This psychologist fosters the exchange of indigenous knowledge and Western technology to advance environmental sustainability.
In 2000, I opened the Woodfish Institute in San Francisco to develop and teach innovative approaches to mental health, blending modern psychology with indigenous health practices. I’m a Native American clinical psychologist in private practice. I’ve also studied with tribal shamans, healers and elders in four countries.
While designing the curriculum, I got a remarkable opportunity that transformed my vision for Woodfish from a place that teaches individual counseling into one that fosters planetary healing.
I received a Flow Fund philanthropy award in 2000, which allowed me to give away $20,000 a year for three years to any projects I chose. Among those I supported was a women’s bush medicine initiative in Australia and a Hokkaido shaman’s visit to the first psychologists’ training center in Tokyo.
36 philanthropic projects and 40 classes since 2000
Woodfish prize grants support Native American and Euro-American partners in social action projects
That’s when I developed the philosophy of ‘reciprocal transformation,’ in which indigenous knowledge and Western technology mutually enhance each other. It’s been our guiding philosophy ever since.
Conventional philanthropies have sought to solve global issues by addressing the imbalance between ‘deprived’ indigenous cultures and materially wealthy, technologically ‘advanced’ society. This narrow viewpoint ignores the alienation that leads the West todestroy its own life support systems and wastes the abundant knowledge of sustainable practices possessed by indigenous peoples. Additionally, it overlooks the critical reality of interconnectedness and blinds 21 st century philanthropy to global strategies of ‘reciprocal transformation,’ where all parties grow and benefit interactively.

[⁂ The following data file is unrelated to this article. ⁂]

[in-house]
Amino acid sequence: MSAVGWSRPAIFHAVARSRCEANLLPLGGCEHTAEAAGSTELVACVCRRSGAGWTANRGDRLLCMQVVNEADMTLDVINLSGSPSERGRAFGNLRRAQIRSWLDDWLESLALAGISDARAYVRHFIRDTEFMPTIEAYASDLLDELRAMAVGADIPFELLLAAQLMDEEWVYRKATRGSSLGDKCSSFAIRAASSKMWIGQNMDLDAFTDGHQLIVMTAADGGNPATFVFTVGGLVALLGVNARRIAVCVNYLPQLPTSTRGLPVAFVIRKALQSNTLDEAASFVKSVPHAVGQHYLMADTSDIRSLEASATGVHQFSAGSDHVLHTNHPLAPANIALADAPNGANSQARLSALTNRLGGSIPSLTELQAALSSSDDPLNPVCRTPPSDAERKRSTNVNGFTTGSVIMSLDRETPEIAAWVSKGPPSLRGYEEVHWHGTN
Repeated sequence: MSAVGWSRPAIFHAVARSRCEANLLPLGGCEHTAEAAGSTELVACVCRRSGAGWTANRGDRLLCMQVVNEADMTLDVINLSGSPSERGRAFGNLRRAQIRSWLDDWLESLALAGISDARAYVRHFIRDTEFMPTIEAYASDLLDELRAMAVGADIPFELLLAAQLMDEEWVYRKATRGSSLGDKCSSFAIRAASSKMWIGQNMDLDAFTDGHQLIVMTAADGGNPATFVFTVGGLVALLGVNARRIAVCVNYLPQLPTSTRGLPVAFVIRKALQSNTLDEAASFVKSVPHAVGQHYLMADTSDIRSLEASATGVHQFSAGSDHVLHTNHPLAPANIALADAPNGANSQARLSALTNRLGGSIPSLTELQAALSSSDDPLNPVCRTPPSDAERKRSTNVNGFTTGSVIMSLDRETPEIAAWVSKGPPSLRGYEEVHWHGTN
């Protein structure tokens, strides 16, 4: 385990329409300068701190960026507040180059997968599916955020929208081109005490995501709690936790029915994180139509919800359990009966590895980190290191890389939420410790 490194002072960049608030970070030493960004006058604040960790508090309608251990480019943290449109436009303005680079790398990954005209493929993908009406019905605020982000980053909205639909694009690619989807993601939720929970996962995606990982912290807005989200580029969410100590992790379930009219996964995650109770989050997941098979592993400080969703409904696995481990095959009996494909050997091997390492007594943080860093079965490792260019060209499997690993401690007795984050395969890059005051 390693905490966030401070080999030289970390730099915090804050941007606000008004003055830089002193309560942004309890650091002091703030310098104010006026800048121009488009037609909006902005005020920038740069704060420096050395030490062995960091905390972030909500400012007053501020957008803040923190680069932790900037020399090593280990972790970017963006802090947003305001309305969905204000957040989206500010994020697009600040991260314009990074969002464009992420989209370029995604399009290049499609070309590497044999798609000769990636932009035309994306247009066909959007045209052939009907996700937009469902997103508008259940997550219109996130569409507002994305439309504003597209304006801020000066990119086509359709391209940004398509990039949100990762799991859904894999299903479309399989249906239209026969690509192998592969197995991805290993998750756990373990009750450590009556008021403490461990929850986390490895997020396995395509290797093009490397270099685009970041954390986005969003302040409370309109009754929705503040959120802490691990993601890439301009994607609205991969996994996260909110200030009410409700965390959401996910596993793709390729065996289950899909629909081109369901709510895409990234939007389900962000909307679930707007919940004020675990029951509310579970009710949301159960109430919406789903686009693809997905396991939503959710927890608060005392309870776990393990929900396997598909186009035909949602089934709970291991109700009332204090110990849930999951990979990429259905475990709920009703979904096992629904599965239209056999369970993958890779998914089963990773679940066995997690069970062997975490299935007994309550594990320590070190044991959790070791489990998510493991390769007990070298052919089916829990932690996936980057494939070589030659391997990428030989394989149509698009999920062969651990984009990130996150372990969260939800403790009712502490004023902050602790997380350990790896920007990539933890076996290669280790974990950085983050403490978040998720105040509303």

This thinking has informed the projects, workshops and trainings offered at Woodfish, which are designed to engage all parties in shared, synergistic problem-solving. We also sponsor think tanks and grants that support the preservation and teaching of indigenous knowledge, assist shamans and healers and promote technology education. Since 2000, w e’ve supported 36 philanthropic projects and offered 40 classes.
Our focus is environmental sustainability. I believe the interaction between indigenous and technological worldviews can generate solutions to many of our world’s current grave dilemmas.
Our efforts involve a large network of healers, shamans and volunteers – both students and friends. The greatest gift I have received has been discovering how many people have been willing to give their time, energy and resources to help me carry out my vision.